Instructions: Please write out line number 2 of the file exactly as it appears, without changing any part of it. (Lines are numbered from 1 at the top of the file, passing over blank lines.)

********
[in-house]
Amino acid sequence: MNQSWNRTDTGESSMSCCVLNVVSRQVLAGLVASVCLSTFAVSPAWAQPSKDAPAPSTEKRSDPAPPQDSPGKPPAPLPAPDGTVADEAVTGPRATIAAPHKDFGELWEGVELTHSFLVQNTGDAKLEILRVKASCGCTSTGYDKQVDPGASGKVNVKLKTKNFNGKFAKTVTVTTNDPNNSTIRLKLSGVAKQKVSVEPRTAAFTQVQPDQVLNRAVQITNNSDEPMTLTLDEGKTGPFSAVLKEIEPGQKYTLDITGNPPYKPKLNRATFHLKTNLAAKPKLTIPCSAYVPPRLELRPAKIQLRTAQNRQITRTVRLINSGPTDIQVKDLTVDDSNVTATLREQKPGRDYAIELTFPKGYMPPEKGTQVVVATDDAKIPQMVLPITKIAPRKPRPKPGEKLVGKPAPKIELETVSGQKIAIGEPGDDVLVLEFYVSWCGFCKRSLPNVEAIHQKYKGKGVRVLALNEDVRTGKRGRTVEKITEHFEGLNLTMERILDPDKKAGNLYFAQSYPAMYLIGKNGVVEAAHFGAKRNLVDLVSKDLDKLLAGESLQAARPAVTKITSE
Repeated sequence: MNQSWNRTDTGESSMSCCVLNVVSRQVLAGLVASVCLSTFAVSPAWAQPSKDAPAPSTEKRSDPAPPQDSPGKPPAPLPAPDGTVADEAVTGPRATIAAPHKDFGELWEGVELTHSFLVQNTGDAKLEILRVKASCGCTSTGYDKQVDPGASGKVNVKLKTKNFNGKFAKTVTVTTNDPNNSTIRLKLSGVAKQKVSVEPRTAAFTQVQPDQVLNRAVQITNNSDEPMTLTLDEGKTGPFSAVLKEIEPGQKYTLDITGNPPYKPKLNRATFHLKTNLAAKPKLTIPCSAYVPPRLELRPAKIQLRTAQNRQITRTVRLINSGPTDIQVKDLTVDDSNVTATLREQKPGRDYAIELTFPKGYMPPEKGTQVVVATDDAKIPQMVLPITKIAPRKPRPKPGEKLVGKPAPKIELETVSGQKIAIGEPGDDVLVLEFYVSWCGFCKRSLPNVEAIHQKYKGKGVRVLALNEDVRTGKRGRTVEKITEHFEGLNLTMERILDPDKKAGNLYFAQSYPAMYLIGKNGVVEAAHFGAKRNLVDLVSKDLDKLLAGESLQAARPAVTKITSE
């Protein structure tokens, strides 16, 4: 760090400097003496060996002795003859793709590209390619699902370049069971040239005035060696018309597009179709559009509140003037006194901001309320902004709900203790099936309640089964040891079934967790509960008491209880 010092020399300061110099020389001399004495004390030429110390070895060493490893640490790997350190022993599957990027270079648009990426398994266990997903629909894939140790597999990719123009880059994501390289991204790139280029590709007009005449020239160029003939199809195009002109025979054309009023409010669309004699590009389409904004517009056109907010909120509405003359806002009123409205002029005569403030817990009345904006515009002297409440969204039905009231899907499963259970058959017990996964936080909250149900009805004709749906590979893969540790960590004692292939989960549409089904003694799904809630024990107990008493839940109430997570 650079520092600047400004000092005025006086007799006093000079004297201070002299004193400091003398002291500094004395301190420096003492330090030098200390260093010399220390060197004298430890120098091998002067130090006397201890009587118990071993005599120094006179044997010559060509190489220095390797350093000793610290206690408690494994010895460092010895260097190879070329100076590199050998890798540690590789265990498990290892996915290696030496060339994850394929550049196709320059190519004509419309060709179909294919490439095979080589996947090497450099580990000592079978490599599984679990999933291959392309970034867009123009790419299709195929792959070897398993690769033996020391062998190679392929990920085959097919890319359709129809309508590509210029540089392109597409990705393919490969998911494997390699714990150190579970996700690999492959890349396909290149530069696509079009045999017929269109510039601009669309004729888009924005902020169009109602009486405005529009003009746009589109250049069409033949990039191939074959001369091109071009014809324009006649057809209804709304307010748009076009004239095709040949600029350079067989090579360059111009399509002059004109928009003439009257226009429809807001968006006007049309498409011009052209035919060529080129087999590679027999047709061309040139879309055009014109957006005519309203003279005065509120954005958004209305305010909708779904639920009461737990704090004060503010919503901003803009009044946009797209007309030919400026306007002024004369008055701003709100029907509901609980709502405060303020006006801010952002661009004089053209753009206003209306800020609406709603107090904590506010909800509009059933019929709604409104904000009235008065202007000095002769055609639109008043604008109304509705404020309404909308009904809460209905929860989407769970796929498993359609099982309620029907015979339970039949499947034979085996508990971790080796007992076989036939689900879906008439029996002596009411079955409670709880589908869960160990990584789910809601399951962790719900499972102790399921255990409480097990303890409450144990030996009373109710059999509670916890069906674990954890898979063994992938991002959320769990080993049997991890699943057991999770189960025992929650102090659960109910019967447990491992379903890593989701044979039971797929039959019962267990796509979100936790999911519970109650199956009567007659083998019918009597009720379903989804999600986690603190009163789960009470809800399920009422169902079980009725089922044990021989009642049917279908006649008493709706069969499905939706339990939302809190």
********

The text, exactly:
Amino acid sequence: MNQSWNRTDTGESSMSCCVLNVVSRQVLAGLVASVCLSTFAVSPAWAQPSKDAPAPSTEKRSDPAPPQDSPGKPPAPLPAPDGTVADEAVTGPRATIAAPHKDFGELWEGVELTHSFLVQNTGDAKLEILRVKASCGCTSTGYDKQVDPGASGKVNVKLKTKNFNGKFAKTVTVTTNDPNNSTIRLKLSGVAKQKVSVEPRTAAFTQVQPDQVLNRAVQITNNSDEPMTLTLDEGKTGPFSAVLKEIEPGQKYTLDITGNPPYKPKLNRATFHLKTNLAAKPKLTIPCSAYVPPRLELRPAKIQLRTAQNRQITRTVRLINSGPTDIQVKDLTVDDSNVTATLREQKPGRDYAIELTFPKGYMPPEKGTQVVVATDDAKIPQMVLPITKIAPRKPRPKPGEKLVGKPAPKIELETVSGQKIAIGEPGDDVLVLEFYVSWCGFCKRSLPNVEAIHQKYKGKGVRVLALNEDVRTGKRGRTVEKITEHFEGLNLTMERILDPDKKAGNLYFAQSYPAMYLIGKNGVVEAAHFGAKRNLVDLVSKDLDKLLAGESLQAARPAVTKITSE